| J n ( ( x ) ; x ) | = | 0 ( t x ) H n ( t x ) d t | = | x y H n ( y ) d y | = | x y H n ( y ) d y | H n ( t )  is even y δ y H n ( y ) d y C μ n β δ α 1 .

For (2.3), we have from (1.3)

J n ( ( x ) 2 ; x ) = 0 ( t x ) 2 H n (tx)dt= x y 2 H n (y)dy μ n .

Since we know for 0<δx

J n ( e 0 ;x)= 0 H n (tx)dt= x H n (y)dy=1 x H n (y)dy=1 x H n (y)dy,

and from (2.1)

| x H n (y)dy|C μ n β δ α ,
(2.5)

we have for 0<δx,

| J n ( e 0 ;x) e 0 |C μ n β δ α .

Next, we give an estimate for e 1 . Since

J n ( e 1 ; x ) = 0 t H n ( t x ) d t = x ( x + y ) H n ( y ) d y = x ( 1 x H n ( y ) d y ) + x y H n ( y ) d y = x x x H n ( y ) d y + x y H n ( y ) d y

and by (2.1), for 0<δx,

|x x H n (y)dy|+| x y H n (y)dy|2 x y H n (y)dyC μ n β δ α 1 ,

we have for 0<δx,

| J n ( e 1 ;x) e 1 |C μ n β δ α 1 .

 □

Let b>0 and then we define

χ ( [ 0 , b ] ; t ) :={ 1 , t [ 0 , b ] , 0 , t [ 0 , b ] .

Lemma 2.3 Let 0<b<a, δ:=ab and let 1p<. If f L p ( R + ), then

J n ( χ ( [ 0 , b ] ) f ) L p [ a , ) C μ n β δ α f L p ( R + ) .

Proof Let p=1. Then we have

J n ( χ ( [ 0 , b ] ) f ) L 1 ( [ a , ) ) = a | 0 χ ( [ 0 , b ] ; t ) f ( t ) H n ( t x ) d t | d x a 0 b | f ( t ) | H n ( t x ) d t d x 0 b | f ( t ) | a H n ( t x ) d x d t ( sup t [ 0 , b ] a H n ( t x ) d x ) f L 1 ( R + ) .

For t[0,b] and xa, we see |tx|ab=:δ>0. From (1.4), we have the following:

sup t [ 0 , b ] a H n ( t x ) d x sup t [ 0 , b ] a ( | t x | δ ) α H n ( t x ) d x 1 δ α | t | α H n ( t ) d t C μ n β δ α .
(2.6)

Hence we have

J n ( χ ( [ 0 , b ] ) f ) L 1 [ a , ) C μ n β δ α f L 1 ( R + ) .

Let 1<p<, 0<b<ax and p+q=pq. By Hölder’s inequality,

| J n ( χ ( [ 0 , b ] ) f , x ) | = | 0 χ ( [ 0 , b ] ; t ) f ( t ) H n ( t x ) d t | C ( 0 χ ( [ 0 , b ] ; t ) H n ( t x ) d t ) 1 / q × ( 0 χ ( [ 0 , b ] ; t ) | f ( t ) | p H n ( t x ) d t ) 1 / p .

Here, from (2.1) we have

0 χ ( [ 0 , b ] ; t ) H n ( t x ) d t = 0 b H n ( t x ) d t = x b x H n ( y ) d y δ H n ( y ) d y C μ n β δ α .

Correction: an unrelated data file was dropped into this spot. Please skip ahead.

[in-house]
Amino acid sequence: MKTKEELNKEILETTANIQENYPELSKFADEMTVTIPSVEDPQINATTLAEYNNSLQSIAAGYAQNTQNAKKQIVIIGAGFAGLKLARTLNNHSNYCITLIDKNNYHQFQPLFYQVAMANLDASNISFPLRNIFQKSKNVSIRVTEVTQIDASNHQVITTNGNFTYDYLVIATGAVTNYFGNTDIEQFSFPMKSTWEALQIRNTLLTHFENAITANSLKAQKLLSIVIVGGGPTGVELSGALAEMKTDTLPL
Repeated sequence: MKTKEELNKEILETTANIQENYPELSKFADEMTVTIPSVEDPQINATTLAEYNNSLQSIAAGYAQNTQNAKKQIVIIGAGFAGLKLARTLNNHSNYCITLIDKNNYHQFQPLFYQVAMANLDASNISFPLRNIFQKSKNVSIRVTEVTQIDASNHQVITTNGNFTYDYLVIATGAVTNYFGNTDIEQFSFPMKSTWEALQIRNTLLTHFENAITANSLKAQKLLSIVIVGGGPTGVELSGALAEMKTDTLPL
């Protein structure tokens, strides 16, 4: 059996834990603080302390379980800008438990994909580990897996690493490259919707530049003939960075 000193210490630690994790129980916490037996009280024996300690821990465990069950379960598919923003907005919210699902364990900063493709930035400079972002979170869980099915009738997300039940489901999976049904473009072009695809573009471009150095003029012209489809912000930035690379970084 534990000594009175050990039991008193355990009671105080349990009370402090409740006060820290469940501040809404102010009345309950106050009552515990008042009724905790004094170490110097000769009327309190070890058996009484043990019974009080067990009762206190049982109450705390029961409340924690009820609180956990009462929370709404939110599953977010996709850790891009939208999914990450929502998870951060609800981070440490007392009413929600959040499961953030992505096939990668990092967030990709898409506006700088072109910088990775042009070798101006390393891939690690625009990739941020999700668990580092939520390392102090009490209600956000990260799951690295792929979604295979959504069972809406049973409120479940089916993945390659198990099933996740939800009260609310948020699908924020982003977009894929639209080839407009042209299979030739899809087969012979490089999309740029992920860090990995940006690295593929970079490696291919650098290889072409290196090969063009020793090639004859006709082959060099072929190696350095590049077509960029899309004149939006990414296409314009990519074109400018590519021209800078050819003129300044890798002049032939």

(2.7)

Hence,

J n ( χ ( [ 0 , b ] ) f ) L p [ a , ) C ( μ n β δ α ) 1 / q ( a 0 χ ( [ 0 , b ] ; t ) | f ( t ) | p H n ( t x ) d t d x ) 1 / p .
(2.8)

Also, we see by (2.6)

a 0 χ ( [ 0 , b ] ; t ) | f ( t ) | p H n ( t x ) d t d x 0 a χ ( [ 0 , b ] ; t ) | f ( t ) | p H n ( t x ) d x d t sup t [ 0 , b ] a H n ( t x ) d x 0 | f ( t ) | p d t C f L p ( R + ) p μ n β δ α .

Thus, by (2.8) we conclude. □

3 Proof of theorems

Proof of Theorem 1.1 For x[a,) and t0, we set

f(t)=f(x)+ f (x)(tx)+ f ( η ) 2 ( t x ) 2 ,xηt.

Then we see

J n ( f ; x ) f ( x ) 1 2 f ( x ) μ n = f ( x ) ( J n ( e 0 ; x ) e 0 ) + f ( x ) 0 ( t x ) H n ( t x ) d t + 1 2 [ 0 f ( η ) ( t x ) 2 H n ( t x ) d t f ( x ) μ n ] , x η t : = J 1 + J 2 + J 3 .

For J 1 , we have from (2.4)

| J 1 |=|f(x)|O ( μ n β a α ) ,

and for J 2 , we have from (2.2)

| J 2 |=| f (x) J n ( ( x ) ; x ) |=| f (x)|O ( μ n β a α 1 ) .

Now, we will estimate J 3 . We have

0 f ( η ) ( t x ) 2 H n ( t x ) d t f ( x ) μ n = 0 ( f ( η ) f ( x ) ) ( t x ) 2 H n ( t x ) d t f ( x ) 0 ( t x ) 2 H n ( t x ) d t .

For the second term, we have by (2.1)

| f (x) 0 ( t x ) 2 H n (tx)dt|| f (x)| a u 2 H n (u)duC| f (x)| μ n β a α 2 .

For a given ε>0, there exists a positive constant δ 1 >0 (depending only on ε) such that for |xη|< δ 1

| f (x) f (η)|<ε.
(3.1)

For the first term, we have using (1.3)

| | x t | δ 1 ( f ( η ) f ( x ) ) ( t x ) 2 H n ( t x ) d t | ε | u | δ 1 u 2 H n ( u ) d u ε μ n ,

and by (2.1)

| | x t | δ 1 ( f ( η ) f ( x ) ) ( t x ) 2 H n ( t x ) d t | 2 f L ( R ) | u | δ 1 u 2 H n ( u ) d u f L ( R ) O ( μ n β δ 1 α 2 ) .

Then we have for some positive constants C 1 , C 2 , and C 3

| J n ( f ; x ) f ( x ) 1 2 f ( x ) μ n | C 1 | f ( x ) | μ n β a α + C 2 | f ( x ) | μ n β a α 1 + ε μ n + C 3 f L ( R ) μ n β δ 1 α 2 .

Therefore, we have for an arbitrary ε>0

lim n 1 μ n | J n (f;x)f(x) 1 2 f (x) μ n |ε.

Thus, (1.6) is proved. Moreover, noting (3.1), we see that (1.6) holds uniformly on [a,). □

Proof of Theorem 1.2 Let δ:=ab>0. (i) We start under the condition 1p< for the convenience of considering (ii). On the way of the proof we switch over to the assumption with 1<p<. Let 1<p< and let χ:=χ([0,b]) and let χ 1 (t)=1χ(t). Since

f(t)=(χf)(t)+( χ 1 f)(t),f(x)=( χ 1 f)(x),x[a,),

we have

J n ( f ) f L p ( [ a , ) ) J n ( χ f ) L p ( [ a , ) ) + J n ( χ 1 f ) χ 1 f L p ( [ a , ) ) =: K 1 + K 2 .
(3.2)

By Lemma 2.3,

K 1 = J n ( χ f ) L p ( [ a , ) ) C f L p ( R + ) μ n β δ α .
(3.3)

We estimate K 2 . Let f L p 2 ([a,)). Then

J : = J n ( ( χ 1 f ) ( t ) ( χ 1 f ) ( x ) , x ) L p ( [ a , ) ) = ( a | 0 ( χ 1 ( t ) f ( t ) f ( x ) ) H n ( t x ) d t | p d x ) 1 / p ( a | ( 0 b + b ) ( χ 1 ( t ) f ( t ) f ( x ) ) H n ( t x ) d t | p d x ) 1 / p ( a | f ( x ) | p | 0 b H n ( t x ) d t | p d x ) 1 / p + ( a | b ( f ( t ) f ( x ) ) H n ( t x ) d t | p d x ) 1 / p = : I 1 + I 2 .